Crypto Exchange Binance Shuts Down Israel Operations After Regulator Raises Licensing Issue CryptoBlog


Binance reportedly halted its services in Israel after the cryptocurrency exchange was approached by the country’s financial regulator to inquire about its business and the licenses it operates under. A growing number of regulators have scrutinized Binance for operating without a license in their jurisdictions.

Binance shuts down crypto services in Israel

Israel’s Capital Markets, Insurance and Savings Authority reportedly approached Binance regarding the crypto exchange’s activities in the country.

The authority, which is responsible for licensing crypto businesses in Israel, asked Binance for clarification on the services it offers to Israelis and the licenses it operates under, according to the publication Globes.

Companies offering crypto services in Israel must obtain a license. Binance has not submitted an application to the authority for permission to operate in the country.

However, the crypto exchange has activities in Hebrew and it is estimated that around 200,000 Israelis use Binance’s services, the publication states. The regulator was quoted by the publication as saying:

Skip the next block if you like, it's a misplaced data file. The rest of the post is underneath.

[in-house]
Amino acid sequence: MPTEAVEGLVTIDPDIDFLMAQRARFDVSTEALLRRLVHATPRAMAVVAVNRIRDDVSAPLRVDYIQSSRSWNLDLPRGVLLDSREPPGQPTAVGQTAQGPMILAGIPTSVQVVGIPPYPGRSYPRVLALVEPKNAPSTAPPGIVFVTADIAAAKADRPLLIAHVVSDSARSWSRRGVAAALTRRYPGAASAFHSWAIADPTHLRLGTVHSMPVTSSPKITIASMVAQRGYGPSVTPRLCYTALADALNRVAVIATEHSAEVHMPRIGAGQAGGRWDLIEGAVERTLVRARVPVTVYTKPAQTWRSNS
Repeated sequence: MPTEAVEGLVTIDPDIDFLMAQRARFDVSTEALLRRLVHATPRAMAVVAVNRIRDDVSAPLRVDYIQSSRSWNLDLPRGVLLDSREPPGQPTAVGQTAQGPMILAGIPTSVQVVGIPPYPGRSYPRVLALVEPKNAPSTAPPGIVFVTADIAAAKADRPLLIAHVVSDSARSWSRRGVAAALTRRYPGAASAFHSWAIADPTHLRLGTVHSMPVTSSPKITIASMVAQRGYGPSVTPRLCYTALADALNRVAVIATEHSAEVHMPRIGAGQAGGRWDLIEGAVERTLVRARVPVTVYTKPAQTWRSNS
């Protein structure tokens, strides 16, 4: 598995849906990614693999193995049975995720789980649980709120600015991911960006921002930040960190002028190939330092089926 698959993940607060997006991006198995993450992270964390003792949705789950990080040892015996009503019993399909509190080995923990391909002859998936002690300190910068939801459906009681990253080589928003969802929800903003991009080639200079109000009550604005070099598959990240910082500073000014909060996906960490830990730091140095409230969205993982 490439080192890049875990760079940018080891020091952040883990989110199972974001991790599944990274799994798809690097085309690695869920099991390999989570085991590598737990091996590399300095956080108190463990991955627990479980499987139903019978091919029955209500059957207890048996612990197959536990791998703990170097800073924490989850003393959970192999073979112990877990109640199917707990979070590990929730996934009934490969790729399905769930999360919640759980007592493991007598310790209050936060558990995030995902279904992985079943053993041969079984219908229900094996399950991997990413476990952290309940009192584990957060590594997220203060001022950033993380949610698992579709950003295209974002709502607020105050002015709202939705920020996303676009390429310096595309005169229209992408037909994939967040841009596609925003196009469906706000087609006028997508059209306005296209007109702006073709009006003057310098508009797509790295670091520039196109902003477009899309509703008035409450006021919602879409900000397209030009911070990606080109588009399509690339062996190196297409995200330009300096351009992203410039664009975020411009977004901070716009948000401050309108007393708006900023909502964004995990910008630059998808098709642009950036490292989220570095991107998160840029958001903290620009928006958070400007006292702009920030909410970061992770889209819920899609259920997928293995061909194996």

Binance has at this point halted marketing to Israelis and all Israel-focused activities until we review the licensing issue.

Binance has come under scrutiny in many jurisdictions for operating without a license, including the US, UK, Canada, Germany, Italy, India, Malaysia, Singapore, in Turkey and Lithuania.

Additionally, the cryptocurrency exchange restricted 281 Nigerian accounts in January at the request of law enforcement. This week, the United States Securities and Exchange Commission (SEC) would probe the American branch of Binance.

The crypto exchange said in August last year that compliance is now its top priority. Binance added that it was making “substantial changes” to become a regulated financial institution.

What are your thoughts on Binance shutting down operations in Israel? Let us know in the comments section below.

Kevin Helms

An economics student from Austria, Kevin discovered Bitcoin in 2011 and has been an evangelist ever since. His interests include Bitcoin security, open source systems, network effects, and the intersection between economics and cryptography.

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